Then I think of a novel I did finish, and lol I have THREE plot arcs in that novel, though elements of the first arc reappears in the second arc, and makes a final, climactic reappearance and resolution in the final arc. The final arc also has the most emotionally significant plot arc. And threading through all three arcs is an overall character arc. So would you say that I would use your sheet separately for each of the three plot arcs, and then use the sheet again for the overall arc?


Jami Gold February 7, 2014 at 2:17 pm

Hi Serena,

You can use the sheets however you think it will help you make your story better. 🙂 But yes, we can have multiple arc in a story. Like romance has the external, internal heroine, internal hero, and romance (at least!). So they’d all mesh together and have their own ups and downs.

I hope that helps! 🙂 Thanks for the comment!


Serena Yung February 7, 2014 at 4:00 pm

I see, thanks. The story I’m currently writing is not strictly a romance–it’s more like action/ adventure–but it does have a major romance component. Wow, external, internal heroine, internal hero, romance…Just shows that there are a lot of arcs we take for granted and don’t consciously realize are there! The “external” refers to the actual external events and actions, right?


Jami Gold February 7, 2014 at 4:05 pm

Hi Serena,

Oh yes, I wasn’t saying that you were writing a romance. I was just giving an example of how stories can have multiple arcs. 🙂

Most stories have an external and an internal arc at least, and if there are multiple main characters, those usually add more arcs as well. And yes, external arc is what we usually think of as far as plot events and actions. So as you said, we often don’t realize all the arcs in a story until we start analyzing it. 🙂 Thanks for the comment!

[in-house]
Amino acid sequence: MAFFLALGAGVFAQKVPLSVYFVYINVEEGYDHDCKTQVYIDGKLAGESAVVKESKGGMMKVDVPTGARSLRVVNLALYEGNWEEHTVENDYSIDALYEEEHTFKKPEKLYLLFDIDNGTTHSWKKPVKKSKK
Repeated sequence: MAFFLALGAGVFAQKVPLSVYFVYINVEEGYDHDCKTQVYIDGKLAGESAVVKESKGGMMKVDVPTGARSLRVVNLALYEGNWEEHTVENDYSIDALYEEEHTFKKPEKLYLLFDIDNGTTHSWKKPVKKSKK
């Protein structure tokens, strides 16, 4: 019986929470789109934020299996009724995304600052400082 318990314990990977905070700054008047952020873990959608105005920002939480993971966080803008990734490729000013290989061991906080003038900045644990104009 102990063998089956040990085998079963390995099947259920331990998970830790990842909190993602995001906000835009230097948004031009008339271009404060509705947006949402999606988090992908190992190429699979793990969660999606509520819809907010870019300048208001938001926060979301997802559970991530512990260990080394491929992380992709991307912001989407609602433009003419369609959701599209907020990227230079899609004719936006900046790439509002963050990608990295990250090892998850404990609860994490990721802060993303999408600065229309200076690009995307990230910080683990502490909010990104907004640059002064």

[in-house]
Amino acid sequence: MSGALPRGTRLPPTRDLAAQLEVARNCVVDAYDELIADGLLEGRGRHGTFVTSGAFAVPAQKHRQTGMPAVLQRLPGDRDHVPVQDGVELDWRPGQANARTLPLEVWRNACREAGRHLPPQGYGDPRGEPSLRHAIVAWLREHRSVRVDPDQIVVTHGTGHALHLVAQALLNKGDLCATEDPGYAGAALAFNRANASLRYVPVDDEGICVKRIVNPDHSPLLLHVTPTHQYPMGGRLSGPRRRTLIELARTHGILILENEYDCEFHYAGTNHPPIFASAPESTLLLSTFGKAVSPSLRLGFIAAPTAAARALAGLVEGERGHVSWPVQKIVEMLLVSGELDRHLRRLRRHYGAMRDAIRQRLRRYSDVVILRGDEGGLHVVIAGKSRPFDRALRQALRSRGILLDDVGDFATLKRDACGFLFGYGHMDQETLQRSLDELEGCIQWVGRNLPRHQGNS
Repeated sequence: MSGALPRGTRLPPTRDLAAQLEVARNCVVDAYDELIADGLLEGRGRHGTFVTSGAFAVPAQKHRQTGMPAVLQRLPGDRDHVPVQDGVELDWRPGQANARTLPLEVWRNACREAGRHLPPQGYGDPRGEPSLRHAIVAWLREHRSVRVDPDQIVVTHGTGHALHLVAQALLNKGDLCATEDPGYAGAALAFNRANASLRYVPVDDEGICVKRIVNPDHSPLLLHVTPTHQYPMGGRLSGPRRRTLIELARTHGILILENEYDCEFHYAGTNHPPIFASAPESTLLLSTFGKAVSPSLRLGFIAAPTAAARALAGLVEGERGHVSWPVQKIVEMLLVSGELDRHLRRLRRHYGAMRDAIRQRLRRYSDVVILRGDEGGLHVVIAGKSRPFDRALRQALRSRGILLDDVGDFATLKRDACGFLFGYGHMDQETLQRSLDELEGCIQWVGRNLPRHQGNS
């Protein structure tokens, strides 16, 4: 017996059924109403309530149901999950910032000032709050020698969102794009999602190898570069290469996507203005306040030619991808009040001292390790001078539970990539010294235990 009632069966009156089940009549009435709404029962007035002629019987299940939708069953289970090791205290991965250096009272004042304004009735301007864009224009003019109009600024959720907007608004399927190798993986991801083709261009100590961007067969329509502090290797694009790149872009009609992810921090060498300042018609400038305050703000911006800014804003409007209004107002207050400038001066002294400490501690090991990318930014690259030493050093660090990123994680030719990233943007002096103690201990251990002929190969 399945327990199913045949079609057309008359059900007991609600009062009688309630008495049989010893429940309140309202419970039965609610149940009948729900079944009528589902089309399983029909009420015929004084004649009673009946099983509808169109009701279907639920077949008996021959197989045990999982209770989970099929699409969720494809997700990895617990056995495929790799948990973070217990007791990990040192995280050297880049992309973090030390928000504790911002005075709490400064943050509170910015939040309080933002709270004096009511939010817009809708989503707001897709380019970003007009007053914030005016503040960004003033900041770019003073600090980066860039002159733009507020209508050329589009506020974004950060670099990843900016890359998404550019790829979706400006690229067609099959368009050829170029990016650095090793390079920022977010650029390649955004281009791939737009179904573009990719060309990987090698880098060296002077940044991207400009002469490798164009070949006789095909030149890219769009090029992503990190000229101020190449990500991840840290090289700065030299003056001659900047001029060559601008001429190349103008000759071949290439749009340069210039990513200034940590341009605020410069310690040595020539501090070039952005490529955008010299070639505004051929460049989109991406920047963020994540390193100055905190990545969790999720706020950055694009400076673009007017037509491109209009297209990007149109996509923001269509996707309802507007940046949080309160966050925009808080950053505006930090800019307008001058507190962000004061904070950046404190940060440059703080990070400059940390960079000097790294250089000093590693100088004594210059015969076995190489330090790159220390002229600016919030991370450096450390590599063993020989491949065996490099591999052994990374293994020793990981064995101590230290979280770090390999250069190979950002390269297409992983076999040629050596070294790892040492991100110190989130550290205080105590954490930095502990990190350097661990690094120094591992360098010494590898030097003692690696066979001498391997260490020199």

Serena Yung February 7, 2014 at 8:48 pm

Oh! Lolol! I didn’t mean to say that you were saying that I was writing a romance. XDD (That sounds very meta…) Sorry for creating such a (albeit hilarious) misunderstanding! LOL

Haha, yeah I tend to have tons of characters in my stories (which might be a bad thing, so I give the readers a factfile at the end), and I totally see what you mean by having more arcs thanks to all those minor characters. I was just brainstorming future events for my current novel earlier, and I was finding out why the villain did what she did, then I discovered that she had a backstory, and that she did what she did under the orders of ANOTHER villain, and this latter villain had her own backstory as well. And their backstories are definitely arcs as they have a beginning, middle, and end–the tragedies of how they came to be. (So e.g. at the start, happy normal peaceful life. But then this terrible event happened, which influenced their whole life and changed their whole worldview, and they ended becoming the people they are now. Well that’s not EXACTLY the three act structure, but you see what I mean. XD) But if you add the backstory along with my present story, then there will be ANOTHER “act three” (end) to these two villains’ arcs. However, for the second villain I mentioned, she already died before the “present time” of my story, so unfortunately she won’t have a new “act three”. But yeah, minor characters/ villains giving stories extra arcs FTW! 😀

Btw, while I was brainstorming these future plot events, I was listening to Stravinsky’s Firebird. There are a lot of spooky parts in Stravinsky’s composition, which made a perfect atmosphere for thinking about my really creepy villains. XDD I love my villains, lol.


Jami Gold February 7, 2014 at 10:26 pm

Hi Serena,

LOL! Would you believe that while I was reading your comment about your villains, I thought of a cool twist for one of mine? 🙂 *fist bump* Cool villains for the win! LOL! Thanks for your brainstorming-worthy comment!

Jacinta Rose February 9, 2014 at 1:06 pm

Hi Jami,

AWESOME post!!